Arguably Barrymore's greatest silent film, his bravura performance is a technical tour de force. All of Barrymore's previous film performances pale beside it. Of the subsequent nine silents, only THE SEA BEAST and WHEN A MAN LOVES approach it. DR.JEKYLL & MR.HYDE was shot in Paramount's Astoria studio in the mornings while Barrymore rehearsed RICHARD III afternoons and appeared in THE JEST evenings. In addition he had begun a heady but exhausting courtship of MICHAEL STRANGE. It is no surprise that he soon suffered a complete physical collapse.
The photography is thoroughly romantic. Visually, Barrymore is at his apex. Barrymore's classic beauty, flawless carriage and consummate grace is never again equalled. Barrymore as Dr. Jekyll avails himself of every theatrical aid to his natural good looks. Eye make-up and lipstick are obvious. One entire set of rugs, draperies, mirrors etc used in the film were designed by ROBERT EDMUND JONES for THE JEST. Many of the antiques in the film were owned by Barrymore.
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Most remarkable of all is Barrymore's ability to effect the facial transformation of one to the other solely by his own dramatic resources. The first horrible metamorphosis is photographed in a single long take. Barrymore begins as Dr. Jekyll and without the aid of cinematic tricks contorts himself into Mr. Hyde. No matter how often the film is reseen, the moment ever astonishes.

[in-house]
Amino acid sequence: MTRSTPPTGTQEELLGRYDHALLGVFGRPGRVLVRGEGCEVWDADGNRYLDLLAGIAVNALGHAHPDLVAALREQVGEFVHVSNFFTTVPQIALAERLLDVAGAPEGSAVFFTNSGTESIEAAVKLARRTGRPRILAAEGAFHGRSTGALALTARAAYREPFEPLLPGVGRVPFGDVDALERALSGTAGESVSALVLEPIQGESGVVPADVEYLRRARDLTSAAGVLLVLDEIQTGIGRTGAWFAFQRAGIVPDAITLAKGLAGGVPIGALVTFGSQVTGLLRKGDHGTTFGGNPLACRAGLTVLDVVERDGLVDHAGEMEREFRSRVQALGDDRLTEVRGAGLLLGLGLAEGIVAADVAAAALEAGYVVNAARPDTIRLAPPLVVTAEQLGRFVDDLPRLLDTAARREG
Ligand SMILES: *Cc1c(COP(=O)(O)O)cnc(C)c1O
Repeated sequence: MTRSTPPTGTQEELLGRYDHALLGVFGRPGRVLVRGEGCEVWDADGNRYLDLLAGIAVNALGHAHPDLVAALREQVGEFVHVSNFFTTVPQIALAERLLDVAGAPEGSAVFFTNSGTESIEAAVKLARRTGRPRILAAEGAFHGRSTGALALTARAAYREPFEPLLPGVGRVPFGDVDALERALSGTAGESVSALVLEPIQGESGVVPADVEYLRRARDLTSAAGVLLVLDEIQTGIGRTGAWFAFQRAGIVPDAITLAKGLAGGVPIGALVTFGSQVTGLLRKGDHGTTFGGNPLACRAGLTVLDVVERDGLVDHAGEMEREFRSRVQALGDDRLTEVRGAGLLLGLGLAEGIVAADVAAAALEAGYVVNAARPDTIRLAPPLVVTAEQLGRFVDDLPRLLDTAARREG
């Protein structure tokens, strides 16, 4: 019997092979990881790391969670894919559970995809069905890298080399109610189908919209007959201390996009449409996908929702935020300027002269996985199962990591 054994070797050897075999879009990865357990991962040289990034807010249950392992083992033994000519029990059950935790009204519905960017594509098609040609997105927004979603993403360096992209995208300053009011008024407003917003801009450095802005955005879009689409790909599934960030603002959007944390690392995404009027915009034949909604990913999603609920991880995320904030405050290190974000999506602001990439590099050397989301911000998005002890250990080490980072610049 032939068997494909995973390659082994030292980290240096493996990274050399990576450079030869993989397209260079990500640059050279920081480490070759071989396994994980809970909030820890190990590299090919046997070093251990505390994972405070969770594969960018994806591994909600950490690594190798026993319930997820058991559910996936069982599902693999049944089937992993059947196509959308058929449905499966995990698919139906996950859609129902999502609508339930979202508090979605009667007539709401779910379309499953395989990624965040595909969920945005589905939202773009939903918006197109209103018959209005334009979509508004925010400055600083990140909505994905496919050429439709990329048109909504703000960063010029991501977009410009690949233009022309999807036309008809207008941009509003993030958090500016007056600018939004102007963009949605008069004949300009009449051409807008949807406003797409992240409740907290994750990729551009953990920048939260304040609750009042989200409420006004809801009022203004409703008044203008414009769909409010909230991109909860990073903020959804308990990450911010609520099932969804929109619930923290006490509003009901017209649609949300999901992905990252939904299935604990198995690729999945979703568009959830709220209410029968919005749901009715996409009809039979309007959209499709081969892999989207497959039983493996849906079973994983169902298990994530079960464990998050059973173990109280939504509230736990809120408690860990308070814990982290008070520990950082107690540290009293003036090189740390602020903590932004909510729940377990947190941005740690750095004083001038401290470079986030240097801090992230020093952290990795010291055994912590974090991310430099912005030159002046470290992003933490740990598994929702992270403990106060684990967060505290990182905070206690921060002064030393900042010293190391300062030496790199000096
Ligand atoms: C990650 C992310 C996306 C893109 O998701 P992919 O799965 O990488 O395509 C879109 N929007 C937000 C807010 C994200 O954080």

Barrymore as Mr. Hyde enacts his first of several memorable villains. Of the various character types within his film persona, he greatly preferred playing the macabre, obsessed heavy to the more popular herioes.
French magazine devoted to Dr.Jekyll
Critics recognized Barrymore's performance as a masterpiece. Publicity for subsequent films hyped him not only as a great stage actor, but as the creator of DR.JEKYLL & MR.HYDE. The NEW YORK TIMES (29 March 1920) gave this review:
'John Barrymore as Dr.Jekyll and Mr.Hyde came to the screen of the Rivoli yesterday afternoon. This statement must be the outstanding and joyfully heralded feature of any report on the motion picture . . . for the excellence of the photoplay, everything that distinguishes it . . . is centered in Mr. Barrymore's flawless performance. . . His performance is one of pure motion picture pantomine on as high a level as has ever been attained by anyone . . . He creates such a genuinely beautiful Dr. Jekyll and compellingly hideous Mr. Hyde, and emphasizes the contrast between the two with such a sure eye for essentials, that one must believe in both while he sees them and afterwards admire a work of art.